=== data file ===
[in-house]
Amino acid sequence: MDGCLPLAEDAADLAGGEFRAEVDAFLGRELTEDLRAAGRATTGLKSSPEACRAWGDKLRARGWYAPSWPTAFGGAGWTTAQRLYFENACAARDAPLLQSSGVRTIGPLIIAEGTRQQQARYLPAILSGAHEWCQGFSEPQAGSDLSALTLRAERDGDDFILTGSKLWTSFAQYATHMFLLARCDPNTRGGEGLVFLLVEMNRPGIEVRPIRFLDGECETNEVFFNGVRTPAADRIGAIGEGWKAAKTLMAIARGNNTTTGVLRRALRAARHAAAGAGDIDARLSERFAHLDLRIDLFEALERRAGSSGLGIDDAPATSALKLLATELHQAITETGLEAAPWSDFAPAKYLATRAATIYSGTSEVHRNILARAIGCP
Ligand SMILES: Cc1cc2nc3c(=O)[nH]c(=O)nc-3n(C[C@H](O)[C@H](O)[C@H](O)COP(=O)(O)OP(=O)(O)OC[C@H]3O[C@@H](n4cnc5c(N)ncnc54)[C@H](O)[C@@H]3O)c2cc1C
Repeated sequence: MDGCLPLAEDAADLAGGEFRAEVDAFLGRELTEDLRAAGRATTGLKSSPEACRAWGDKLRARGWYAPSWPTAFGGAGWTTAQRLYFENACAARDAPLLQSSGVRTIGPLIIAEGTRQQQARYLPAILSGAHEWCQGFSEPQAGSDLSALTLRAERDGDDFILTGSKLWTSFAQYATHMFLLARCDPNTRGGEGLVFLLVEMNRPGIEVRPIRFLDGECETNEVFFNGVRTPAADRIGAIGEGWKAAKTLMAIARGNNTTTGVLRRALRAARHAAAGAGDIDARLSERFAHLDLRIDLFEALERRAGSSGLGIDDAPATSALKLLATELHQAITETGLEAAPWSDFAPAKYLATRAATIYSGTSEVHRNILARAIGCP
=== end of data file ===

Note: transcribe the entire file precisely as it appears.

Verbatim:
[in-house]
Amino acid sequence: MDGCLPLAEDAADLAGGEFRAEVDAFLGRELTEDLRAAGRATTGLKSSPEACRAWGDKLRARGWYAPSWPTAFGGAGWTTAQRLYFENACAARDAPLLQSSGVRTIGPLIIAEGTRQQQARYLPAILSGAHEWCQGFSEPQAGSDLSALTLRAERDGDDFILTGSKLWTSFAQYATHMFLLARCDPNTRGGEGLVFLLVEMNRPGIEVRPIRFLDGECETNEVFFNGVRTPAADRIGAIGEGWKAAKTLMAIARGNNTTTGVLRRALRAARHAAAGAGDIDARLSERFAHLDLRIDLFEALERRAGSSGLGIDDAPATSALKLLATELHQAITETGLEAAPWSDFAPAKYLATRAATIYSGTSEVHRNILARAIGCP
Ligand SMILES: Cc1cc2nc3c(=O)[nH]c(=O)nc-3n(C[C@H](O)[C@H](O)[C@H](O)COP(=O)(O)OP(=O)(O)OC[C@H]3O[C@@H](n4cnc5c(N)ncnc54)[C@H](O)[C@@H]3O)c2cc1C
Repeated sequence: MDGCLPLAEDAADLAGGEFRAEVDAFLGRELTEDLRAAGRATTGLKSSPEACRAWGDKLRARGWYAPSWPTAFGGAGWTTAQRLYFENACAARDAPLLQSSGVRTIGPLIIAEGTRQQQARYLPAILSGAHEWCQGFSEPQAGSDLSALTLRAERDGDDFILTGSKLWTSFAQYATHMFLLARCDPNTRGGEGLVFLLVEMNRPGIEVRPIRFLDGECETNEVFFNGVRTPAADRIGAIGEGWKAAKTLMAIARGNNTTTGVLRRALRAARHAAAGAGDIDARLSERFAHLDLRIDLFEALERRAGSSGLGIDDAPATSALKLLATELHQAITETGLEAAPWSDFAPAKYLATRAATIYSGTSEVHRNILARAIGCP